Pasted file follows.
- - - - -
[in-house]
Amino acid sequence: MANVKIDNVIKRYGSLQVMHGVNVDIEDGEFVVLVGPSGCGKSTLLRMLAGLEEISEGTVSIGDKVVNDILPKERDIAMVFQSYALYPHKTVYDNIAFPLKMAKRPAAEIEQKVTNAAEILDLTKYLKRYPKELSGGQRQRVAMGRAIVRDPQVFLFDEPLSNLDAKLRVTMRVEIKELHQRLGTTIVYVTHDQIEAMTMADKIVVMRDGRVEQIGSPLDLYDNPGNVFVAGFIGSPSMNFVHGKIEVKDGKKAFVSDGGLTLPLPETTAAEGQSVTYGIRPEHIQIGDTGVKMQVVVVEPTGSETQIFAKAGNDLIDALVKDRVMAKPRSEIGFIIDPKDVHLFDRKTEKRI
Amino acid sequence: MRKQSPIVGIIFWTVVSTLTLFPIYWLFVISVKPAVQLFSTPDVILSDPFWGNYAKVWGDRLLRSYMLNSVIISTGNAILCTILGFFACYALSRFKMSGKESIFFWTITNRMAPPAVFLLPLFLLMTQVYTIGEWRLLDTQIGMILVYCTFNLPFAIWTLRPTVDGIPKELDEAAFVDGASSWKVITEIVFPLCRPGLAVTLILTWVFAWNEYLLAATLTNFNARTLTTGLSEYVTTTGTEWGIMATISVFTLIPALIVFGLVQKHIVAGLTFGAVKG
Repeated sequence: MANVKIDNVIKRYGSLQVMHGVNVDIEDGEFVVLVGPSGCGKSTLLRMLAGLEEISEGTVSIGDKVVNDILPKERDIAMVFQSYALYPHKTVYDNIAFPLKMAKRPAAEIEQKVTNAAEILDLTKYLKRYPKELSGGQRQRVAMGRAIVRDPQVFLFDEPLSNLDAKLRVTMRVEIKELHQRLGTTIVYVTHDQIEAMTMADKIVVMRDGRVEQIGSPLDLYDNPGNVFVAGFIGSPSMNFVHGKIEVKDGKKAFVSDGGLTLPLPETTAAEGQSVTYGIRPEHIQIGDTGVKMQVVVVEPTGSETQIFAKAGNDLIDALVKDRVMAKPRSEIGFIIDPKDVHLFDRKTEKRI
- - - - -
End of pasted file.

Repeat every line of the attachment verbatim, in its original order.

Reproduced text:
[in-house]
Amino acid sequence: MANVKIDNVIKRYGSLQVMHGVNVDIEDGEFVVLVGPSGCGKSTLLRMLAGLEEISEGTVSIGDKVVNDILPKERDIAMVFQSYALYPHKTVYDNIAFPLKMAKRPAAEIEQKVTNAAEILDLTKYLKRYPKELSGGQRQRVAMGRAIVRDPQVFLFDEPLSNLDAKLRVTMRVEIKELHQRLGTTIVYVTHDQIEAMTMADKIVVMRDGRVEQIGSPLDLYDNPGNVFVAGFIGSPSMNFVHGKIEVKDGKKAFVSDGGLTLPLPETTAAEGQSVTYGIRPEHIQIGDTGVKMQVVVVEPTGSETQIFAKAGNDLIDALVKDRVMAKPRSEIGFIIDPKDVHLFDRKTEKRI
Amino acid sequence: MRKQSPIVGIIFWTVVSTLTLFPIYWLFVISVKPAVQLFSTPDVILSDPFWGNYAKVWGDRLLRSYMLNSVIISTGNAILCTILGFFACYALSRFKMSGKESIFFWTITNRMAPPAVFLLPLFLLMTQVYTIGEWRLLDTQIGMILVYCTFNLPFAIWTLRPTVDGIPKELDEAAFVDGASSWKVITEIVFPLCRPGLAVTLILTWVFAWNEYLLAATLTNFNARTLTTGLSEYVTTTGTEWGIMATISVFTLIPALIVFGLVQKHIVAGLTFGAVKG
Repeated sequence: MANVKIDNVIKRYGSLQVMHGVNVDIEDGEFVVLVGPSGCGKSTLLRMLAGLEEISEGTVSIGDKVVNDILPKERDIAMVFQSYALYPHKTVYDNIAFPLKMAKRPAAEIEQKVTNAAEILDLTKYLKRYPKELSGGQRQRVAMGRAIVRDPQVFLFDEPLSNLDAKLRVTMRVEIKELHQRLGTTIVYVTHDQIEAMTMADKIVVMRDGRVEQIGSPLDLYDNPGNVFVAGFIGSPSMNFVHGKIEVKDGKKAFVSDGGLTLPLPETTAAEGQSVTYGIRPEHIQIGDTGVKMQVVVVEPTGSETQIFAKAGNDLIDALVKDRVMAKPRSEIGFIIDPKDVHLFDRKTEKRI